did none of that. Just looking for "how to fix outside spotlight" and one of the sites prompted that warning. Not even sure what the message was, but it wasn't the one with red lines on it warning message.
I didn't install anything, so I should be fine. Besides, there really isn't much other for macs unless you really do install something.
That warning is from Google’s Safe Browsing Initiative and forms part of the Anti-Phishing security feature of Safari.
How the Anti-Phishing feature of Safari 3.2 onwards works:
It was some kind of warning..blank page, with a safari pop up message with a cancel or ok choice. It might have even been something about requestion location. As much as I probably could replicate if I tried re-goggling and chosing options, I'd rather not.
The good news is that I didn't do anything after hitting cancel. The page did load, but I reset as fast as I could make it happen to wipe anything in the browser out.
Message was edited by: powerbook1701
They wanted you to download something, but you didn't so you are OK.
For future reference:
Do not be tricked by 'scareware' that tempts computer users to download fake anti-virus software that may itself be malware.
Fake anti-virus software that infect PCs with malicious code are a growing threat, according to a study by Google. Its analysis of 240m web pages over 13 months showed that fake anti-virus programs accounted for 15% of all malicious software.
Scammers trick people into downloading programs by convincing them that their PC is infected with a virus.
Once installed, the software may steal data or force people to make a payment to register the fake product.
Beware of PDF files from unknown sources. A security firm announced that by its counting, malicious Reader documents made up 80% of all exploits at the end of 2009.:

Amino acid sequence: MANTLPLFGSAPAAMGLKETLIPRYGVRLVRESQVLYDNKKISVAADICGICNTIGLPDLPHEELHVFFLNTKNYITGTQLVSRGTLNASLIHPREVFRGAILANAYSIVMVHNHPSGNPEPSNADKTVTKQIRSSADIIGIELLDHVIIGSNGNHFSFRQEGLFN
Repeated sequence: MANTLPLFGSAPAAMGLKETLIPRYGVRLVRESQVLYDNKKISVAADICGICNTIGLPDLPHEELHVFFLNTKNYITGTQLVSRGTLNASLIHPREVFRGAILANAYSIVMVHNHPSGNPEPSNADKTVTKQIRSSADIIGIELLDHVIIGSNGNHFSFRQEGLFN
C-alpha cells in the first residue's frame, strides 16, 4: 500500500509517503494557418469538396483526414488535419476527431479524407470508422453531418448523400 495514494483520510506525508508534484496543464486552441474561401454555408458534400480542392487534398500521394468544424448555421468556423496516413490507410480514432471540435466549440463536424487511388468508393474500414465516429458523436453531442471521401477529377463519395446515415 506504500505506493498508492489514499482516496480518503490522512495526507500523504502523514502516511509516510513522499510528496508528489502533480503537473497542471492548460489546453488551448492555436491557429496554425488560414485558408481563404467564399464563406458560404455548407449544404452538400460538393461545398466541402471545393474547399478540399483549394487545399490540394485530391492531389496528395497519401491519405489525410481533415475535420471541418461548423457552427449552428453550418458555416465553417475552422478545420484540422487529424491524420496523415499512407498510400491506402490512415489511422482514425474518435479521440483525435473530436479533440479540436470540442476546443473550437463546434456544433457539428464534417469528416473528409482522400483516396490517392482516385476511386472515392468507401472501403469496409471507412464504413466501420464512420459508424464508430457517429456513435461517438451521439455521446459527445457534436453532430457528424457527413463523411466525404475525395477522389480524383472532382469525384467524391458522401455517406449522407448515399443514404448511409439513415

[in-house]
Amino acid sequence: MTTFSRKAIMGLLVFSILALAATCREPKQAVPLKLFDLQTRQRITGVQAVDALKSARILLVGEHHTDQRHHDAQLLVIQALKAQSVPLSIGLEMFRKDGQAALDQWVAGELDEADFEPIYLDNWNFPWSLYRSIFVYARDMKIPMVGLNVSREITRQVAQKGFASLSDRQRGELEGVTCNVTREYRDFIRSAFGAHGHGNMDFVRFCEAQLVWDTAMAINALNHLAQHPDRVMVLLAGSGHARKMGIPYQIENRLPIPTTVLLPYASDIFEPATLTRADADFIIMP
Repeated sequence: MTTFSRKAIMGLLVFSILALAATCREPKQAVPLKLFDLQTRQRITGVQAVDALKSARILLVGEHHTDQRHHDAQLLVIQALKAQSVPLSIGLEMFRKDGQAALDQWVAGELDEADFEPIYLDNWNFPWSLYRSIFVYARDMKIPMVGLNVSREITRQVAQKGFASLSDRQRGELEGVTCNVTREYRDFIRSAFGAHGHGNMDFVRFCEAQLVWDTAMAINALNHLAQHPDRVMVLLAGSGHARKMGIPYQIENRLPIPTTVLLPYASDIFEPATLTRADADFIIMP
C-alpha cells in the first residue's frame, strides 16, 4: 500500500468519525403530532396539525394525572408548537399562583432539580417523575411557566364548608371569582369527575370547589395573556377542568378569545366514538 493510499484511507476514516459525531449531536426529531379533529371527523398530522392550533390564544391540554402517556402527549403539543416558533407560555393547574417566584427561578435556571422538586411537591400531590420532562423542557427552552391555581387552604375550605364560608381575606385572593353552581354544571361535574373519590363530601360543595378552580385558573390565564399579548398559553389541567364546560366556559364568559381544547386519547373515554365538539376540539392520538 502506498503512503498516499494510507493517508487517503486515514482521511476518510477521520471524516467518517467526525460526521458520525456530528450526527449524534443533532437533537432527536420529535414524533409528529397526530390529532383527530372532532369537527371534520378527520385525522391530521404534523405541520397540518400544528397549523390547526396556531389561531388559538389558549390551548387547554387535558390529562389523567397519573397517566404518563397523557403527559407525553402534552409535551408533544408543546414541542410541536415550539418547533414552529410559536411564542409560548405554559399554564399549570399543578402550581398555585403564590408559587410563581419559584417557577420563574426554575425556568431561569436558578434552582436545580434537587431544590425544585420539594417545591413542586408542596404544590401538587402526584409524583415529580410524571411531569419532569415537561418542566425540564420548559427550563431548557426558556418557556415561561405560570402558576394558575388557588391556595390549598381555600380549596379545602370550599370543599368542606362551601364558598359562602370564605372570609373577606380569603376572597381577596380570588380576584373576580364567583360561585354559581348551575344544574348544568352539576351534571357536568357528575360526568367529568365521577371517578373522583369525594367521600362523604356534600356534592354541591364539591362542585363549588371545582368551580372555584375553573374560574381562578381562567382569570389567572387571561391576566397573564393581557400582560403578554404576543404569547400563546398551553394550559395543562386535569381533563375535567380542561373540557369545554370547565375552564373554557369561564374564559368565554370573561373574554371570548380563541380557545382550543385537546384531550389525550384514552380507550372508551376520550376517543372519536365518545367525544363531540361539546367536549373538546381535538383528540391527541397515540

No viruses that can attack OS X have so far been detected 'in the wild', i.e. in anything other than laboratory conditions.
It is possible, however, to pass on a Windows virus to another Windows user, for example through an email attachment. To prevent this all you need is the free anti-virus utility ClamXav, which you can download for Tiger and Leopard from (on no account install Norton Anti-Virus on a Mac running OS X):
The new version for Snow Leopard is available here:
(Note: ClamAV adds a new user group to your Mac. That makes it a little more difficult to remove than some apps. You’ll find an uninstaller link in ClamXav’s FAQ page online.)
If you are already using ClamXav: please ensure that you have installed Apple Security Update 2010-005 and that your version of ClamXav is the latest available.
However, the appearance of Trojans and other malware that can possibly infect a Mac seems to be growing, but is a completely different issue to viruses.
If you allow a Trojan to be installed, the user's DNS records can be modified, redirecting incoming internet traffic through the attacker's servers, where it can be hijacked and injected with malicious websites and pornographic advertisements. The trojan also installs a watchdog process that ensures the victim's (that's you!) DNS records stay modified on a minute-by-minute basis.
You can read more about how, for example, the OSX/DNSChanger Trojan works here:
SecureMac has introduced a free Trojan Detection Tool for Mac OS X. It's available here:
The DNSChanger Removal Tool detects and removes spyware targeting Mac OS X and allows users to check to see if the trojan has been installed on their computer; if it has, the software helps to identify and remove the offending file. After a system reboot, the users' DNS records will be repaired.
(Note that a 30 day trial version of MacScan can be downloaded free of charge from:
and this can perform a complete scan of your entire hard disk. After 30 days free trial the cost is $29.99. The full version permits you to scan selected files and folders only, as well as the entire hard disk. It will detect (and delete if you ask it to) all 'tracker cookies' that switch you to web sites you did not want to go to.)
A white paper has recently been published on the subject of Trojans by SubRosaSoft, available here:
Also, beware of MacSweeper:
MacSweeper is malware that misleads users by exaggerating reports about spyware, adware or viruses on their computer. It is the first known "rogue" application for the Mac OS X operating system. The software was discovered by F-Secure, a Finland based computer security software company on January 17, 2008
On June 23, 2008 this news reached Mac users:
More on Trojans on the Mac here:
This was published on July 25, 2008:
Attack code that exploits flaws in the net's addressing system are starting to circulate online, say security experts.
The code could be a boon to phishing gangs who redirect web users to fake bank sites and steal login details.